The concept they are selling you is that somehow, by using Google properties against themselves, there is some kind of authority granted by manipulating their own platforms. There isn’t.
Myth Two: Setting Up a Service Area
Setting a service area is only the way to go if your business model supports it – but it won’t help you rank. For example, if you have a pizza shop and do deliveries in an area, set it up as a service area that matches where you actually deliver – setting up for the entire state will not improve your rank in other cities outside of your actual service area.
The bottom line is that as we sit right now, your ranking is mostly determined mostly by the address you are using to verify your business. Therefore, if you want to rank in a certain metro area, you should have a verified address inside the boundaries of that city.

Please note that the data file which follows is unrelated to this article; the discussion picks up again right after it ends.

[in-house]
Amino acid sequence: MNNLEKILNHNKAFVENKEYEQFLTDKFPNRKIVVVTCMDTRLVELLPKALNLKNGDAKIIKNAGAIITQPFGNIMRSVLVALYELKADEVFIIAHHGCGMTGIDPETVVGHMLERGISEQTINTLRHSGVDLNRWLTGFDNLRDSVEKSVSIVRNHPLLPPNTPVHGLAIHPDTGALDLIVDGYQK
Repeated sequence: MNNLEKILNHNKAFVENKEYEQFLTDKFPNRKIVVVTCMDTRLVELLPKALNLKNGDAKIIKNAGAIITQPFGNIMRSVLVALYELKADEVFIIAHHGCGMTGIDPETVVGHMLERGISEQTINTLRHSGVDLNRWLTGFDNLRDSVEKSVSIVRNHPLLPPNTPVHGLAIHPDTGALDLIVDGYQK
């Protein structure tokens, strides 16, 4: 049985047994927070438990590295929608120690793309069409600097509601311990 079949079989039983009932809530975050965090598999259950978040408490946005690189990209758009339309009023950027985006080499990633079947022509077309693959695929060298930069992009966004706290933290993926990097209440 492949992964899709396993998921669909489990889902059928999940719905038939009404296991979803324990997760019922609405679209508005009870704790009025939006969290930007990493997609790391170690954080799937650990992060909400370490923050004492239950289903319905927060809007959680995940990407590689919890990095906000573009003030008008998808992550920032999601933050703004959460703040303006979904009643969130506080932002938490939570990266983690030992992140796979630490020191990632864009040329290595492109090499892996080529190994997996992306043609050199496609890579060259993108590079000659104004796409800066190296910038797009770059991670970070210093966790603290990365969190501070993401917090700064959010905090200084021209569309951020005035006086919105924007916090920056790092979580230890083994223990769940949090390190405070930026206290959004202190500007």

Myth Three: Purchasing Ads
There is a good reason to purchase Google Ads – to attract new customers. One reason not to purchase ads? To increase your rank. This myth has been absolutely tested to death but still lives on in the organic SEO space.
Myth Four: Keyword Stuffing
This is the thing I shake my head at when doing Google Business Profile optimization work. I look at a profile and see keywords everywhere! While it’s important to have your keywords appear somewhere in your GPB listing, shoving them in every single sentence in your description (or on every single page on your website, for that matter) doesn’t do you any good.
I will say it again, once more for the people in the back – keywords will not help in your:
- Store Codes
- GBP Website
- Review Responses
- Message Responses
- Photo Names